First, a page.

The government has scrapped a controversial move to put up probate fees that would have seen wealthy families paying thousands of pounds to administer a loved one’s estate after their death.
Instead, Justice Secretary Robert Buckland says he will carry out a review that will see a small fee adjustment to cover rising probate costs.
Under the plans, first revealed in 2016, the minimum probate fee would have increased from £215 to £250 for estates worth less than £500,000.
But for larger estates valued at more than £1 million, the fee soared to £4,000 and rose to £6,000 for estates worth more than £2 million.
Probate fees are charged in addition to inheritance tax, which starts for estates worth £325,000, although reliefs and allowances can apply to increase the nil-rate tax band.
Plenty of objections
“While fees are necessary to properly fund our world-leading courts system, they must be fair and proportionate,” said Buckland.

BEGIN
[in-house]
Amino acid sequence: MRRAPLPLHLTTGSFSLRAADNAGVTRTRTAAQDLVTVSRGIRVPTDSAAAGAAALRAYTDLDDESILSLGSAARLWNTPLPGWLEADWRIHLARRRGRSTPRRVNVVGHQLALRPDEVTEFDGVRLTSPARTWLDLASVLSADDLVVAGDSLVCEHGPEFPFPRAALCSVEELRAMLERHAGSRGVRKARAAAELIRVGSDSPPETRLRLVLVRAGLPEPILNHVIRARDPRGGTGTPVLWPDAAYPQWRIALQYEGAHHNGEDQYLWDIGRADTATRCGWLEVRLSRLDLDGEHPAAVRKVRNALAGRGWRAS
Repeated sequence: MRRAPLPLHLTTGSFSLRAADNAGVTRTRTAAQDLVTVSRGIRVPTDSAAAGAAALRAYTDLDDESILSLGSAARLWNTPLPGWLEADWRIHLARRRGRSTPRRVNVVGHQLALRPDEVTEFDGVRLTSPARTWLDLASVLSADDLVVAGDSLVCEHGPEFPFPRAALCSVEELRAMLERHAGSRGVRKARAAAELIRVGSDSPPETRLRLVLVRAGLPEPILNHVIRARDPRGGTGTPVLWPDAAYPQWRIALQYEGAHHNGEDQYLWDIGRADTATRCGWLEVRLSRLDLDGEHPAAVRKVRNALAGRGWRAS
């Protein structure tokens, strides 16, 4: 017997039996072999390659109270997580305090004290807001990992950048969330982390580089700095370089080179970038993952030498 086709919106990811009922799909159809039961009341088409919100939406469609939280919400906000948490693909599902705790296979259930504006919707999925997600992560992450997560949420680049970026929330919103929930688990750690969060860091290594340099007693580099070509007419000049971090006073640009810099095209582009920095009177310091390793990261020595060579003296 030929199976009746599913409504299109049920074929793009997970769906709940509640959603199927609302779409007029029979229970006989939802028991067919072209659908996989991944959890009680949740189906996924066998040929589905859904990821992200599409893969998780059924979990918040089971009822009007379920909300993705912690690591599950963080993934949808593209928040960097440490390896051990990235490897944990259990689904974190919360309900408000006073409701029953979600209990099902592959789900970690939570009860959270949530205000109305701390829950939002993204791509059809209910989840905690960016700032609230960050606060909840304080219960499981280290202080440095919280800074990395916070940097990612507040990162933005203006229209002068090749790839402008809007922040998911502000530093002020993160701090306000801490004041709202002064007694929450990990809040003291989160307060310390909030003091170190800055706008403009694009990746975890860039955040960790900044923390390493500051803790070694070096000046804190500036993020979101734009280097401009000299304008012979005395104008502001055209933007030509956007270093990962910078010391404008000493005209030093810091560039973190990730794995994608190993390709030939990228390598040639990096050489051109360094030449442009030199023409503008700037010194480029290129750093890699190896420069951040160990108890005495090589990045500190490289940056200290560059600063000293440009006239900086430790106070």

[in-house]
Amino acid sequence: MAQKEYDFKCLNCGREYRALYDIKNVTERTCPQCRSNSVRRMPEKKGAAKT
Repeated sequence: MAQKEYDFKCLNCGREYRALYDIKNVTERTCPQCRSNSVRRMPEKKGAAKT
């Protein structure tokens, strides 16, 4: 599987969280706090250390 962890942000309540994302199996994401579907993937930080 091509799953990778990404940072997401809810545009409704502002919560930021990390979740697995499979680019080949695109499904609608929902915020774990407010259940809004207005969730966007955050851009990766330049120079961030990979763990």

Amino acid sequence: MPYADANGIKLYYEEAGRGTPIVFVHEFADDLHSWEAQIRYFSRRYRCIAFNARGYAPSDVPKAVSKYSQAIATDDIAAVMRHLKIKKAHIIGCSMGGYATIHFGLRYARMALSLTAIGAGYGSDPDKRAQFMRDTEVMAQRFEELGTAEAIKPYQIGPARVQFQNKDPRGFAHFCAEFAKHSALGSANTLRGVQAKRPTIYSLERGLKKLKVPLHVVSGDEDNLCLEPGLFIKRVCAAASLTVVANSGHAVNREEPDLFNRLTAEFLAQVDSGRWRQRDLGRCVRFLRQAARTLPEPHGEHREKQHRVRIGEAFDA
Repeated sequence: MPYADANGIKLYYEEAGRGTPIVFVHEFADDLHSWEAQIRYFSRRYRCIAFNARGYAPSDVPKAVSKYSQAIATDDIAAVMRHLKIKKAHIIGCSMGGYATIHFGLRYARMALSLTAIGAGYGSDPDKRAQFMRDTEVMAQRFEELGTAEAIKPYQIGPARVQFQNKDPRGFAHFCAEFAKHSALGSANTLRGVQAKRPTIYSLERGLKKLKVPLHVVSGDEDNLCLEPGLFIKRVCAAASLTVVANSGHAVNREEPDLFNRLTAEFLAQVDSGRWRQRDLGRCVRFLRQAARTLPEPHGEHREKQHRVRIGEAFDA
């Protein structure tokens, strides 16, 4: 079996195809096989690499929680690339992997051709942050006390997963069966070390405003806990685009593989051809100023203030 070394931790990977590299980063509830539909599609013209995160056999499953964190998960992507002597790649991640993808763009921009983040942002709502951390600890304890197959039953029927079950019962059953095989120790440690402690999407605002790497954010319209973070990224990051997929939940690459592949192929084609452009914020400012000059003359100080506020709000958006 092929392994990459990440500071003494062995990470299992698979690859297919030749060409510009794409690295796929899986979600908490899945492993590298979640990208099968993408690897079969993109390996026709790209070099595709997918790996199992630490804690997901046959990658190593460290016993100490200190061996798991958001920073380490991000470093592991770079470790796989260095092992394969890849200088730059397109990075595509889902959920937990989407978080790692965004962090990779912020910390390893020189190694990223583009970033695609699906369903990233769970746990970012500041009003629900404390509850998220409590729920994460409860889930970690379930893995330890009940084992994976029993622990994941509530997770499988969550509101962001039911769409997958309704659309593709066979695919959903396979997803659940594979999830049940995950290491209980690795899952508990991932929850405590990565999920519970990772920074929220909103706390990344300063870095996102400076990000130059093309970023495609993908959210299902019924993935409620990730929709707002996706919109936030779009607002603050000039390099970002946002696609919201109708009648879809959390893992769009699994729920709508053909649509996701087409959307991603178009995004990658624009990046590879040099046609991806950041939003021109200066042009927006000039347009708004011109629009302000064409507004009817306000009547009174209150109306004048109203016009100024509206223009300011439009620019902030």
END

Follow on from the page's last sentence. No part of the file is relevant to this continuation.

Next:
“We will withdraw these proposals, and keep the current system while we take a closer look at these court fees as part of our annual wider review.”
The plan to raise probate fees has had a rough ride with plenty of objections from tax experts and lawyers.
Many, like the Law Society, complained the fees were a subsidy for the courts service and went far beyond the cost of providing a service to grieving families.
Fees are necessary
A Ministry of Justice spokesperson said: “Fees are necessary to properly fund our world-leading courts system, but we have listened carefully to concerns around changes to those charged for probate and will look at them again as part of a wider review to make sure all fees are fair and proportionate.”
Probate is the process of dealing with someone’s assets and debts in accordance with a will when they have died.
To act as an executor – the person who pays the bills and makes sure the deceased’s final wishes are obeyed – the estate must ask for a grant of probate from the government. The probate fee is paid upfront before permission to distribute assets is given.